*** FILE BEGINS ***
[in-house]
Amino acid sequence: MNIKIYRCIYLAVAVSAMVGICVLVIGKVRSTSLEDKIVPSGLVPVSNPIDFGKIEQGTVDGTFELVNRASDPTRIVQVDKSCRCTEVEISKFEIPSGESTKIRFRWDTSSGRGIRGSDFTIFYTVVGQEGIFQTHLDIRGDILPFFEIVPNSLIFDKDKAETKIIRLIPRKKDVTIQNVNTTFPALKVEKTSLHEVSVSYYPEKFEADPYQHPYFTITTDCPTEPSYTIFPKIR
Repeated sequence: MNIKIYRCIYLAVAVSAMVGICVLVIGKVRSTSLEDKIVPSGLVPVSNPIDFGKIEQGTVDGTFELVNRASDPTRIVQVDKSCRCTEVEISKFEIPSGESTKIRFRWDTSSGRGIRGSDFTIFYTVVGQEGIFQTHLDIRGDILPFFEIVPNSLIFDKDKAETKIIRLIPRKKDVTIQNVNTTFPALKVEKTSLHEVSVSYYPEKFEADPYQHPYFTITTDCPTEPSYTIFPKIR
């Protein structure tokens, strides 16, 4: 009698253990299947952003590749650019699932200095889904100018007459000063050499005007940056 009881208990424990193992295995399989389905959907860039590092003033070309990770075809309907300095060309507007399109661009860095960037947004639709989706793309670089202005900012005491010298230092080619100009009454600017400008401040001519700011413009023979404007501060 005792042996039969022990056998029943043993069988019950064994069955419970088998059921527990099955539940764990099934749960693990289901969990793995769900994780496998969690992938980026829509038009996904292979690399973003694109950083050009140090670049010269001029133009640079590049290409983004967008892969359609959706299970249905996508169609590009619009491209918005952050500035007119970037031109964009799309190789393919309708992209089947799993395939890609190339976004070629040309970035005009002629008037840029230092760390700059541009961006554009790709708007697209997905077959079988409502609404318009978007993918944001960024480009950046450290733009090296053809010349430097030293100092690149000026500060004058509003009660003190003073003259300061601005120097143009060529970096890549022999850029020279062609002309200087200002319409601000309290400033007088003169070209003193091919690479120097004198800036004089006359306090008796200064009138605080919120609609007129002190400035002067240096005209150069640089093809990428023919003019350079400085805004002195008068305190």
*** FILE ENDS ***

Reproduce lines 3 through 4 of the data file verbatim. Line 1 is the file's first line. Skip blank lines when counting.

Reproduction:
Repeated sequence: MNIKIYRCIYLAVAVSAMVGICVLVIGKVRSTSLEDKIVPSGLVPVSNPIDFGKIEQGTVDGTFELVNRASDPTRIVQVDKSCRCTEVEISKFEIPSGESTKIRFRWDTSSGRGIRGSDFTIFYTVVGQEGIFQTHLDIRGDILPFFEIVPNSLIFDKDKAETKIIRLIPRKKDVTIQNVNTTFPALKVEKTSLHEVSVSYYPEKFEADPYQHPYFTITTDCPTEPSYTIFPKIR
């Protein structure tokens, strides 16, 4: 009698253990299947952003590749650019699932200095889904100018007459000063050499005007940056 009881208990424990193992295995399989389905959907860039590092003033070309990770075809309907300095060309507007399109661009860095960037947004639709989706793309670089202005900012005491010298230092080619100009009454600017400008401040001519700011413009023979404007501060 005792042996039969022990056998029943043993069988019950064994069955419970088998059921527990099955539940764990099934749960693990289901969990793995769900994780496998969690992938980026829509038009996904292979690399973003694109950083050009140090670049010269001029133009640079590049290409983004967008892969359609959706299970249905996508169609590009619009491209918005952050500035007119970037031109964009799309190789393919309708992209089947799993395939890609190339976004070629040309970035005009002629008037840029230092760390700059541009961006554009790709708007697209997905077959079988409502609404318009978007993918944001960024480009950046450290733009090296053809010349430097030293100092690149000026500060004058509003009660003190003073003259300061601005120097143009060529970096890549022999850029020279062609002309200087200002319409601000309290400033007088003169070209003193091919690479120097004198800036004089006359306090008796200064009138605080919120609609007129002190400035002067240096005209150069640089093809990428023919003019350079400085805004002195008068305190």